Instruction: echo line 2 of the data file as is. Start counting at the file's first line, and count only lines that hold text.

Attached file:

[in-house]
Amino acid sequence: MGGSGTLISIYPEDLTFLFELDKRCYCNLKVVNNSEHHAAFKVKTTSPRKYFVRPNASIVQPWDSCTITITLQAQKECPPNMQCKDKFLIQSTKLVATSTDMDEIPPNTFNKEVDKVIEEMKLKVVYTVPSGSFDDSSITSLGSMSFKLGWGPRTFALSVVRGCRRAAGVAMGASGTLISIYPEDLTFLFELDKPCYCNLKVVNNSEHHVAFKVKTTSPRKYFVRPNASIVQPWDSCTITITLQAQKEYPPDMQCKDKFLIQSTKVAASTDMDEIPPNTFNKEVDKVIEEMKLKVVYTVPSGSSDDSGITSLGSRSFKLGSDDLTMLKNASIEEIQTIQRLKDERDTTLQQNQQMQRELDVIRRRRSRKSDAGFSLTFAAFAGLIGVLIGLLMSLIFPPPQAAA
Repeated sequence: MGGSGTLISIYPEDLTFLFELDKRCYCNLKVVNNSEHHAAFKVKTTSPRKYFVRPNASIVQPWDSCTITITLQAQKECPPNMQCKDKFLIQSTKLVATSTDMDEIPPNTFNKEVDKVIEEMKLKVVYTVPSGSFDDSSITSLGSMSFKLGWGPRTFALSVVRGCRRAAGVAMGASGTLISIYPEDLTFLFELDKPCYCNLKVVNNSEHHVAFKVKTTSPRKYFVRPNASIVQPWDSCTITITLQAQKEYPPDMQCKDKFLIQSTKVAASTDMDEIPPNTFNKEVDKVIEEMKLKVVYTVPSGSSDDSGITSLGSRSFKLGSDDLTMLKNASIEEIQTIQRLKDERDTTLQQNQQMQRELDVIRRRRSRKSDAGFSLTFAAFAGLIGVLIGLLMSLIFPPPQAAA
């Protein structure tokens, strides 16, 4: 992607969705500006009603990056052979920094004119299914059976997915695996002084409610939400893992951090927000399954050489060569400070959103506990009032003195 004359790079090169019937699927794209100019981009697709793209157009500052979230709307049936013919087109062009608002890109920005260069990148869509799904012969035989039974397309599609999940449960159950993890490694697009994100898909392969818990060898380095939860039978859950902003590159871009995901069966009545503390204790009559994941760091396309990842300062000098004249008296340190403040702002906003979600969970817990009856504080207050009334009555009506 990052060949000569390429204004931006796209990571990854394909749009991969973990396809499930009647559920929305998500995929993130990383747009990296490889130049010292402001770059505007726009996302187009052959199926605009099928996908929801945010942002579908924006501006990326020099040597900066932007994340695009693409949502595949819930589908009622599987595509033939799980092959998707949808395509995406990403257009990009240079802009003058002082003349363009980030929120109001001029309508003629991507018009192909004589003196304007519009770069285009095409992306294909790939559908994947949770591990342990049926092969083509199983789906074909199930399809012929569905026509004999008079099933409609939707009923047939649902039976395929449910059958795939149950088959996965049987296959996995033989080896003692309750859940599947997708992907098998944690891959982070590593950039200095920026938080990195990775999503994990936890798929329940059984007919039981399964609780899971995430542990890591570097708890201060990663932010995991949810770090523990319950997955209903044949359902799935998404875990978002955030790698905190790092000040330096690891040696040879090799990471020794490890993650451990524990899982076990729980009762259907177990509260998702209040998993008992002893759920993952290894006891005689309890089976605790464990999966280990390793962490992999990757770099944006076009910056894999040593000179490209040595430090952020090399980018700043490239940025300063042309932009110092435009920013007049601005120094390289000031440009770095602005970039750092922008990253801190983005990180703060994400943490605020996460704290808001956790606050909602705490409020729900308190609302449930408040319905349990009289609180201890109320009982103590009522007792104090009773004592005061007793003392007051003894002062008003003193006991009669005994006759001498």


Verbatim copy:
Amino acid sequence: MGGSGTLISIYPEDLTFLFELDKRCYCNLKVVNNSEHHAAFKVKTTSPRKYFVRPNASIVQPWDSCTITITLQAQKECPPNMQCKDKFLIQSTKLVATSTDMDEIPPNTFNKEVDKVIEEMKLKVVYTVPSGSFDDSSITSLGSMSFKLGWGPRTFALSVVRGCRRAAGVAMGASGTLISIYPEDLTFLFELDKPCYCNLKVVNNSEHHVAFKVKTTSPRKYFVRPNASIVQPWDSCTITITLQAQKEYPPDMQCKDKFLIQSTKVAASTDMDEIPPNTFNKEVDKVIEEMKLKVVYTVPSGSSDDSGITSLGSRSFKLGSDDLTMLKNASIEEIQTIQRLKDERDTTLQQNQQMQRELDVIRRRRSRKSDAGFSLTFAAFAGLIGVLIGLLMSLIFPPPQAAA